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Washington state receives $1.3 million in settlement | Washington State Attorney General

Washington State Attorney General Rob McKenna today announced that he and 33 other state attorneys general reached a $42.9 million settlement with Pfizer Inc. to resolve allegations that the company unlawfully promoted its drugs, Zyvox and Lyrica.

“Pfizer’s claims about Zyvox and Lyrica were not supported by scientific evidence,” said McKenna. “Pfizer’s marketing of these drugs was deceptive. They misled healthcare providers and unfairly competed with companies playing by the rules.”

The attorneys general allege that Pfizer engaged in unfair and deceptive practices by making misleading and unsubstantiated claims about the drugs’ superiority to similar, better-known drugs. The Food and Drug Administration (FDA) approved Zyvox to treat, among other conditions, pneumonia and skin infections caused by Methicillin-resistant Staphylococcus Aureus (MRSA). Pfizer promoted Zyvox as superior to Vancomycin, an effective and well-known MRSA drug. Lyrica is FDA-approved for seizure control and nerve pain in diabetics, among other illnesses. Pfizer marketed the drug as a more potent successor to Neurontin, another drug that has been used effectively for years.

In addition, McKenna and his colleagues say the drug maker engaged in illegal marketing for Lyrica by encouraging its use for the treatment of pain conditions for which the drug is not approved by the FDA. Such promotion of drugs is called “off-label” marketing.

In 2009, to end civil and criminal federal investigations, Pfizer pled guilty to criminal charges relating to their intent to defraud or mislead healthcare providers.  As a part of the federal settlement, Pfizer made admissions regarding its claims of superiority of Zyvox over Vancomycin, including claims that were not supported by scientific evidence.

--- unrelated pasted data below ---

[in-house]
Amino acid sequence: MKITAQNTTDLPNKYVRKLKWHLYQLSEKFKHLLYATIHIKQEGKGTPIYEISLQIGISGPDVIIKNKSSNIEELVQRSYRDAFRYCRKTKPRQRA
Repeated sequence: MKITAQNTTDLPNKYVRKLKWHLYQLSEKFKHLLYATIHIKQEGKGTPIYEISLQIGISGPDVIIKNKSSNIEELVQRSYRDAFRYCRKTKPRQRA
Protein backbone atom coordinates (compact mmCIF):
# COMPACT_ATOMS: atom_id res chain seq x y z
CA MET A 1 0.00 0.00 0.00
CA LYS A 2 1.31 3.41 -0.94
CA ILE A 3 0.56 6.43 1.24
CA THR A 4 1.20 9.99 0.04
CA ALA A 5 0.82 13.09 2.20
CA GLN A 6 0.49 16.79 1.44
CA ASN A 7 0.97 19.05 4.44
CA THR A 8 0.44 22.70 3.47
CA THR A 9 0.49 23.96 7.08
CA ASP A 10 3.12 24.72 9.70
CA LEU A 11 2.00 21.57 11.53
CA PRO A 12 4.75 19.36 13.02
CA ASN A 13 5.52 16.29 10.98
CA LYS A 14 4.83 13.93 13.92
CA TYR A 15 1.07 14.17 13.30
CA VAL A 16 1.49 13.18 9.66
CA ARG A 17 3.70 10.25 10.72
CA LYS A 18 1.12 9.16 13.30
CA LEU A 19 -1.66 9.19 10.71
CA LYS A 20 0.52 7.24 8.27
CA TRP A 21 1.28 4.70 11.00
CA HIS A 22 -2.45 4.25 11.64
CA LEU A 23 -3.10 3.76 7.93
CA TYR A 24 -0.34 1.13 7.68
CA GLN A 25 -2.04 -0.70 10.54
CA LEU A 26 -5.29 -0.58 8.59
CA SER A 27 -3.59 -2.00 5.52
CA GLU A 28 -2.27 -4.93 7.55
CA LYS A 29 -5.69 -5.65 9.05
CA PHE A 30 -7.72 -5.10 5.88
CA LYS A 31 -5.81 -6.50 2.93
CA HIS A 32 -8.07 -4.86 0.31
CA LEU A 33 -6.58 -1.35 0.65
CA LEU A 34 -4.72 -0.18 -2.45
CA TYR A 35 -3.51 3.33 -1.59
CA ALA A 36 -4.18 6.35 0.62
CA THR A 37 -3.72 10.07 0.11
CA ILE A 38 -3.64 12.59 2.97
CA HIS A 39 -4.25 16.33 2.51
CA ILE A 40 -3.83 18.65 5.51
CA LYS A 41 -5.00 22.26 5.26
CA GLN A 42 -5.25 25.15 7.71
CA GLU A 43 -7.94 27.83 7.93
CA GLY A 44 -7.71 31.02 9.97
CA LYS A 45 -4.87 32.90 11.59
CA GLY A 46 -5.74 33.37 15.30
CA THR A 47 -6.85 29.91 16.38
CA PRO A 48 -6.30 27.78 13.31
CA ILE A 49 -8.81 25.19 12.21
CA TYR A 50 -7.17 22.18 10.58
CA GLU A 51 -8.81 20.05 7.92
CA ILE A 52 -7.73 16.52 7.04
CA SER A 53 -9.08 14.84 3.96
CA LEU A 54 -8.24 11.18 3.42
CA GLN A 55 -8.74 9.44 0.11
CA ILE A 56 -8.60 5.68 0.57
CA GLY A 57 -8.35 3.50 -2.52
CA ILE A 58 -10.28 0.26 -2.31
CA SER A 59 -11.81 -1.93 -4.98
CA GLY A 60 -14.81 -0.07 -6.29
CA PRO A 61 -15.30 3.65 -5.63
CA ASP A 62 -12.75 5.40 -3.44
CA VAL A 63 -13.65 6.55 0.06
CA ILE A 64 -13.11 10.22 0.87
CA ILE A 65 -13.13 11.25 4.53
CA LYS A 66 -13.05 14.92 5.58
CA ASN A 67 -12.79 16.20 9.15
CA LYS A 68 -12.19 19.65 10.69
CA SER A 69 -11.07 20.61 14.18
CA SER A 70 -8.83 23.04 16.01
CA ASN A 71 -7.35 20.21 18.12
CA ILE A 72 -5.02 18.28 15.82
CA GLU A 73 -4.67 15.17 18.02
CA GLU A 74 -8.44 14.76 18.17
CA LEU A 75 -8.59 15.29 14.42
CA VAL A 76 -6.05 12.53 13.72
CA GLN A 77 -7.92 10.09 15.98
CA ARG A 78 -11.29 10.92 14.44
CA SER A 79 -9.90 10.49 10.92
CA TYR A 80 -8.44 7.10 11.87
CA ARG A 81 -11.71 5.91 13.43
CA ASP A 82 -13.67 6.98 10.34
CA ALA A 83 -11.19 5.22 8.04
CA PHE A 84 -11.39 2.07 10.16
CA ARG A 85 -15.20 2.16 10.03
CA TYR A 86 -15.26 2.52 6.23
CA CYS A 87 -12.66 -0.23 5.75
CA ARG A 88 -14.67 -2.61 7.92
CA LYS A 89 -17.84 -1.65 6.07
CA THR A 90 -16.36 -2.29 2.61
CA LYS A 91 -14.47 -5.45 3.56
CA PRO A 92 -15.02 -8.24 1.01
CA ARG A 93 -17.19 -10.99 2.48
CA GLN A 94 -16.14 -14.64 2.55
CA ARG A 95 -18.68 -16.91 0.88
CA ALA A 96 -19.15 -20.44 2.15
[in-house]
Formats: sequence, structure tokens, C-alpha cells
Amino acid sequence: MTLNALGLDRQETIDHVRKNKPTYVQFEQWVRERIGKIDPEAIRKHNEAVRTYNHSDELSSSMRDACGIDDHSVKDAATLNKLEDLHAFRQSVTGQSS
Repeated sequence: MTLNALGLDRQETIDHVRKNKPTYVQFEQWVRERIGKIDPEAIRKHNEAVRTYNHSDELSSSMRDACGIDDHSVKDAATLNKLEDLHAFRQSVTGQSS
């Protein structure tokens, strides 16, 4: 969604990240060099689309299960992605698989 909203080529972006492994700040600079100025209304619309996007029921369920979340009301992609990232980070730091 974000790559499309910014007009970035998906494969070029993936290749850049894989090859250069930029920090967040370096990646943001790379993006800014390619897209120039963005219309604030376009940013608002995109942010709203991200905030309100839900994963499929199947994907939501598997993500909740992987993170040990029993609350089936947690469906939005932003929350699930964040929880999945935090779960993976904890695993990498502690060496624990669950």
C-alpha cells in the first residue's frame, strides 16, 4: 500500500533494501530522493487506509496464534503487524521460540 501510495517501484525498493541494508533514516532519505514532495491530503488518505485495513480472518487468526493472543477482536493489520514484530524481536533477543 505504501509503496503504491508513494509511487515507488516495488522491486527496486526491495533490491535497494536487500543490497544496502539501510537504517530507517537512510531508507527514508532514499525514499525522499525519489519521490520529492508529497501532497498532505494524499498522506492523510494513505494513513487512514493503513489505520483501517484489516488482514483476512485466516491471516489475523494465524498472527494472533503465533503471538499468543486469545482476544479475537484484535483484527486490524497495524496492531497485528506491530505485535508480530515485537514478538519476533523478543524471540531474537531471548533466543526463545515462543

The investigation also pointed out that the FDA sent out a 2005 warning to Pfizer that their advertisement misbranded Zyvox and omitted safety information. It is a federal crime to misbrand drugs in such a way that healthcare organizations are deceived. Pfizer admitted that, despite notifying its sales force to cease using the promotional material identified in the FDA warning letter, it did not provide adequate guidance regarding which statements were allowed.  As a result, Pfizer’s sales people continued to make superiority claims that were inconsistent with the FDA’s warning letter and Zyvox’s FDA-approved label.

As part of the settlement – a consent judgment filed in King County Superior Court – Pfizer agrees to reform how it markets and promotes Zyvox and Lyrica. Pfizer agrees not to:

Make false, misleading, or deceptive claims when comparing the efficacy or safety of Zyvox to Vancomycin;

Promote any Pfizer product for off-label uses;

Fail to design financial incentives that ensure that its marketing personnel are not motivated to engage in the  improper marketing of Zyvox or Lyrica;

Fail to notify its sales force promptly of any warning letter received from the FDA that affects the promotion of Pfizer products.

A small portion of Washington state’s $1.3 million share of the settlement will be used to cover attorneys’ fees and costs associated with the investigation. The rest will be made available as grants to organizations set up to help those who suffer from diabetes.

Payment amounts to individual states were calculated using the following formula: 45 percent of the payment is based on population; 43 percent is divided equally among the states; 10 percent is divided among states that ran the investigation; and 2 percent is divided among states, including Washington, that assisted in reviewing case documents.

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